It’s no secret that 2016 wasn’t the best year by anyone’s standards, especially for the music industry which now grieves the loss of so many iconic figures. However, the glass is not merely half-empty, there’s a fullness here too thanks to the overwhelming amount of new artists, bands, songs, EPs and albums that we’ve had at our disposal. Enough has been said on the hierarchy of last year’s releases, so we’re taking our look inward to the successes of HumanHuman throughout 2016, from start to finish.
Building on our community’s efforts from 2015, we had 22,586 artist discoveries - that’s more than double the previous year’s attempt of 9,793. We also had 21,690 individual agrees and 19,868 comments from our users, some of which came from the 863 new members who signed up in 2016. What’s quite possibly the most impressive number on our books is the 282 confirmed Promising Artists, including Maggie Rogers, Skott, Jorja Smith, WILDES, Kiiara, IDER, Dua Lipa, Alessia Cara, Jadu Heart, The Hour, Terror Jr and Whitney.
This year HumanHuman also took to the real world for our first showcase at the incredible event space Born In Antwerp. We invited three standout Promising Artists, Matt Maltese, Hanging Valleys and ROCH to play our debut live event in Belgium.
We’re sure that 2017 has plenty of new music discoveries in store for us, so before we get ahead of ourselves, let’s take one final look back at the most notable moments of 2016.
With an astonishing sixty agrees from our community of tastemakers, Maggie Rogers is undoubtedly 2016’s most agreed on Promising Artist. We’ve already catalogued plenty about Rogers, her music and the awesome origin story that began well before Pharrell-gate, as evidenced by the fact that she was discovered two years ago by New York blogger Oblivious Pop. Originally from Maryland, Rogers emerged from a folk music background (something we heard in full focus as recently as 2014’s Blood Ballet EP), before finding a passion for the electronic music scene during an academic term abroad in France. Returning to New York University meant applying this new love to an old one - electronics and folk, synthesizers and banjos. It’s an unlikely pairing that Rogers achieved to drug-like effect in “Alaska”. Since then, the refreshing musician has followed up with the equally brilliant “Dog Years” and a perfectly suited music video which made it into our Best Music Videos of 2016 list. Rogers really did own 2016, beating runners-up Skott (43 agrees), Jorja Smith (40 agrees), WILDES (39 agrees) and IDER (38 agrees). - HT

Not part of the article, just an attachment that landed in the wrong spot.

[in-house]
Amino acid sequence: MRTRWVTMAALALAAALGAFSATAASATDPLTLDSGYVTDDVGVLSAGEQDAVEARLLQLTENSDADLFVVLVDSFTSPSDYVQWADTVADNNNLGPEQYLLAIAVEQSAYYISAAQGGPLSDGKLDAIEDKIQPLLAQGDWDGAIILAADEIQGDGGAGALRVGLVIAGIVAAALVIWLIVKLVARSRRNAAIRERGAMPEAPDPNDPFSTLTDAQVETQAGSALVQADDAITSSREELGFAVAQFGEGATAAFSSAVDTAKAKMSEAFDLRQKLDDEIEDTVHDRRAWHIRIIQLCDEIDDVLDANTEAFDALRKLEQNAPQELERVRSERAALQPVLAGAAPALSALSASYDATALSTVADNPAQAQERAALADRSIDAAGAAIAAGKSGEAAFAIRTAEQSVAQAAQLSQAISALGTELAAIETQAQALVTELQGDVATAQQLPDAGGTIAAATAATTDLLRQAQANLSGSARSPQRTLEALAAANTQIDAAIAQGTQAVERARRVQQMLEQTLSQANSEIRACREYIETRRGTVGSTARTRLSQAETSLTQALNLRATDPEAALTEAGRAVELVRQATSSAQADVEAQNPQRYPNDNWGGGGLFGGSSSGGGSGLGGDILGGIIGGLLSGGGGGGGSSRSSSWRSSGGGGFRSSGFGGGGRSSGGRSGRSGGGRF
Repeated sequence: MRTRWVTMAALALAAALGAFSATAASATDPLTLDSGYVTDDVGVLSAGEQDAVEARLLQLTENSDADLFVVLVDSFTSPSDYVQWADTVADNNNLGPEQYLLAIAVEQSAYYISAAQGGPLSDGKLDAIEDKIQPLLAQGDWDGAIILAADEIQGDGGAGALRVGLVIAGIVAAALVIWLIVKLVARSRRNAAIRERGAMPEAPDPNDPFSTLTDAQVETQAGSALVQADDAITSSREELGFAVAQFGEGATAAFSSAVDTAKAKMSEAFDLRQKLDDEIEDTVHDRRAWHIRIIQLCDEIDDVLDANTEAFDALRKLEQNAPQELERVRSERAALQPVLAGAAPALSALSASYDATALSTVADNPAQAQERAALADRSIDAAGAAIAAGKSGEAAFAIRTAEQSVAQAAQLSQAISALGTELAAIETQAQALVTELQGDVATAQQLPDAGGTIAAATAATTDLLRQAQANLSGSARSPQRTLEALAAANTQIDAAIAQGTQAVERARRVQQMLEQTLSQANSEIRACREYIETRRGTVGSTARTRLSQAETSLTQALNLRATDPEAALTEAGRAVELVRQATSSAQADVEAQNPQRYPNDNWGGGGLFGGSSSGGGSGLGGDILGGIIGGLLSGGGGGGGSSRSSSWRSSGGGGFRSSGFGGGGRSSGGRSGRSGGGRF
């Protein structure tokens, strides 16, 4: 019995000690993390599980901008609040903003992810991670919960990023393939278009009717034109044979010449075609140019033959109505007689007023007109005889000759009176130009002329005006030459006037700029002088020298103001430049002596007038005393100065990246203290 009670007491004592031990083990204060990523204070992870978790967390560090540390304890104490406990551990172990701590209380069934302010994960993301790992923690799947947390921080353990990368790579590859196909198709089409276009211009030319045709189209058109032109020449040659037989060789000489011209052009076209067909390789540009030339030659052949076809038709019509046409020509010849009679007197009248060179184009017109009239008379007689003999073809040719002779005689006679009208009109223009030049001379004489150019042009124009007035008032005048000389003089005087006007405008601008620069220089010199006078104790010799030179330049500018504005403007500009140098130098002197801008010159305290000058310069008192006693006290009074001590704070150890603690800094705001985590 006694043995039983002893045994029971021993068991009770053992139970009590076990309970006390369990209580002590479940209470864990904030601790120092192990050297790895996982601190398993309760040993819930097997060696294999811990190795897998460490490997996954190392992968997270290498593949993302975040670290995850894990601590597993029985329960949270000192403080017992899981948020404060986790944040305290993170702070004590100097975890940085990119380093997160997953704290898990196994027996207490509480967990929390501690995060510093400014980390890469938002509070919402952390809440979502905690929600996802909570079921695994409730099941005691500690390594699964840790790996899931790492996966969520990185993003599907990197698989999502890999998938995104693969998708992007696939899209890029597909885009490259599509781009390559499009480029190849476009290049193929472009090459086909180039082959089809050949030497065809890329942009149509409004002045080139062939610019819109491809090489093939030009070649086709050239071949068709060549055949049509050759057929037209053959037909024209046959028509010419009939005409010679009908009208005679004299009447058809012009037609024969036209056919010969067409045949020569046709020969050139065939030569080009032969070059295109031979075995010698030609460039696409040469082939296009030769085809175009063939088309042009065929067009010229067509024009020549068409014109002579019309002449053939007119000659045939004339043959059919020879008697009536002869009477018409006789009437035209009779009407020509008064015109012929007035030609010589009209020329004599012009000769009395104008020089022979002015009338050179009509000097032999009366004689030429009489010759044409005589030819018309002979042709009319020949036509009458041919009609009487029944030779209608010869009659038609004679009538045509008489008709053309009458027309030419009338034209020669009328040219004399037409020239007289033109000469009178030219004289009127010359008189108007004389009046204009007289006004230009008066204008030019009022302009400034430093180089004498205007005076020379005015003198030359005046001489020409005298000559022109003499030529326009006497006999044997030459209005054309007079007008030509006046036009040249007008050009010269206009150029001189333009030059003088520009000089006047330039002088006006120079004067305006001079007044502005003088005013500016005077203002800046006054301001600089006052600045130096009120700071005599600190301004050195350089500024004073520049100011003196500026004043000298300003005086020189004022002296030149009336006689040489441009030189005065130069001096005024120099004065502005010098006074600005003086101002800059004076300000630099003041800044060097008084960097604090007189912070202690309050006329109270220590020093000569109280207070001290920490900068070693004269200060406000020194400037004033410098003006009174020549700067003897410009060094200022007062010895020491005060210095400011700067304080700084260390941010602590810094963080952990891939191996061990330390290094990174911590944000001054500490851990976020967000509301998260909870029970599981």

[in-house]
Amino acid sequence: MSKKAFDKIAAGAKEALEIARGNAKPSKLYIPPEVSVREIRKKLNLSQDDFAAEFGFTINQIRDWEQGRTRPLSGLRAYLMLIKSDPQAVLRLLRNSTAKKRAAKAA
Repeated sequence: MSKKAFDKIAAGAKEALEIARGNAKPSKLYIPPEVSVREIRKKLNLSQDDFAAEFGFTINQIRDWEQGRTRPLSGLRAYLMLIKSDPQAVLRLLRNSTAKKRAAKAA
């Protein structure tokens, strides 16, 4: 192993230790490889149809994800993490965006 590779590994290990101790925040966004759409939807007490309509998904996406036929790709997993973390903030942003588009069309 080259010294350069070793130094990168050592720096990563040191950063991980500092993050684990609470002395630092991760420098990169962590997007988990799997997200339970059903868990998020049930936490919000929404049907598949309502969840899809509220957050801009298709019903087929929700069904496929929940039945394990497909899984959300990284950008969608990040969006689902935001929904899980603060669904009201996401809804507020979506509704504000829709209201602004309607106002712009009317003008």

When last year’s second most agreed artist Kiiara unleashed her debut single “Gold” in the summer of 2015, Thomas Konings was quick to the spot (by 54 seconds according to user Roelheid) to make the discovery, and rightly so. Kiiara’s ascent into pop stardom has been a force to be reckoned with. “Gold” has been streamed over 333 million times on Spotify alone. Her debut EP, low kii savage, is packed with fierce, glittery pop bangers and the number of new Last.fm listeners has skyrocketed from 0 to over 100,000 since her feature on HumanHuman. This is proof that the HumanHuman community’s ability to spot the superstars of tomorrow before anyone else is second to none. At second place for our Most Trending Feature are another two indomitable names of 2016, Dua Lipa who gained more than 98,000 listeners and taking third place is last year’s Quickest Riser Alessia Cara who continued to rack up those listeners, 96,000 to be exact. - DS